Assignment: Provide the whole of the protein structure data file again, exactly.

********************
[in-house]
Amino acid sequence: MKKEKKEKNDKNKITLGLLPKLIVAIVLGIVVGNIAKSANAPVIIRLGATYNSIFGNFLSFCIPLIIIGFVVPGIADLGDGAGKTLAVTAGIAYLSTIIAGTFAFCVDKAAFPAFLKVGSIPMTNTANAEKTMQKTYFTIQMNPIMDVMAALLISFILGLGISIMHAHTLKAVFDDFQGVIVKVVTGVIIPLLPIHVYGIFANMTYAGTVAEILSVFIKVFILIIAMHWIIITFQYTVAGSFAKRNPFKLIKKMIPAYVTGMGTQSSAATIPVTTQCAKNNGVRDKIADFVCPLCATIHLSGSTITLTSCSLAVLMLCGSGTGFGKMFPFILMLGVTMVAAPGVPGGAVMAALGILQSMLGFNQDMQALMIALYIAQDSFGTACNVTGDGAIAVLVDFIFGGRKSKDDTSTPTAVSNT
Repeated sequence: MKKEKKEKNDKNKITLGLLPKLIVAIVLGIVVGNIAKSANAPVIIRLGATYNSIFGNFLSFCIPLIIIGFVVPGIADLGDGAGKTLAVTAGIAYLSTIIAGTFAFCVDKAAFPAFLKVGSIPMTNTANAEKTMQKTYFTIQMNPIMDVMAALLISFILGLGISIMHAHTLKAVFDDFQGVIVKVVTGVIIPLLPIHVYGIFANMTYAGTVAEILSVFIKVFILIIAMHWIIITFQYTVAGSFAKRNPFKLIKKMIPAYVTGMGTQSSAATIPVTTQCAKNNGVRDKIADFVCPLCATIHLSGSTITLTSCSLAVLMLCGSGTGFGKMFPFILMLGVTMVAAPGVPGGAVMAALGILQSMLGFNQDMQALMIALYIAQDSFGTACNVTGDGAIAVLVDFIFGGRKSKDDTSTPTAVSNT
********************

[in-house]
Amino acid sequence: MKKEKKEKNDKNKITLGLLPKLIVAIVLGIVVGNIAKSANAPVIIRLGATYNSIFGNFLSFCIPLIIIGFVVPGIADLGDGAGKTLAVTAGIAYLSTIIAGTFAFCVDKAAFPAFLKVGSIPMTNTANAEKTMQKTYFTIQMNPIMDVMAALLISFILGLGISIMHAHTLKAVFDDFQGVIVKVVTGVIIPLLPIHVYGIFANMTYAGTVAEILSVFIKVFILIIAMHWIIITFQYTVAGSFAKRNPFKLIKKMIPAYVTGMGTQSSAATIPVTTQCAKNNGVRDKIADFVCPLCATIHLSGSTITLTSCSLAVLMLCGSGTGFGKMFPFILMLGVTMVAAPGVPGGAVMAALGILQSMLGFNQDMQALMIALYIAQDSFGTACNVTGDGAIAVLVDFIFGGRKSKDDTSTPTAVSNT
Repeated sequence: MKKEKKEKNDKNKITLGLLPKLIVAIVLGIVVGNIAKSANAPVIIRLGATYNSIFGNFLSFCIPLIIIGFVVPGIADLGDGAGKTLAVTAGIAYLSTIIAGTFAFCVDKAAFPAFLKVGSIPMTNTANAEKTMQKTYFTIQMNPIMDVMAALLISFILGLGISIMHAHTLKAVFDDFQGVIVKVVTGVIIPLLPIHVYGIFANMTYAGTVAEILSVFIKVFILIIAMHWIIITFQYTVAGSFAKRNPFKLIKKMIPAYVTGMGTQSSAATIPVTTQCAKNNGVRDKIADFVCPLCATIHLSGSTITLTSCSLAVLMLCGSGTGFGKMFPFILMLGVTMVAAPGVPGGAVMAALGILQSMLGFNQDMQALMIALYIAQDSFGTACNVTGDGAIAVLVDFIFGGRKSKDDTSTPTAVSNT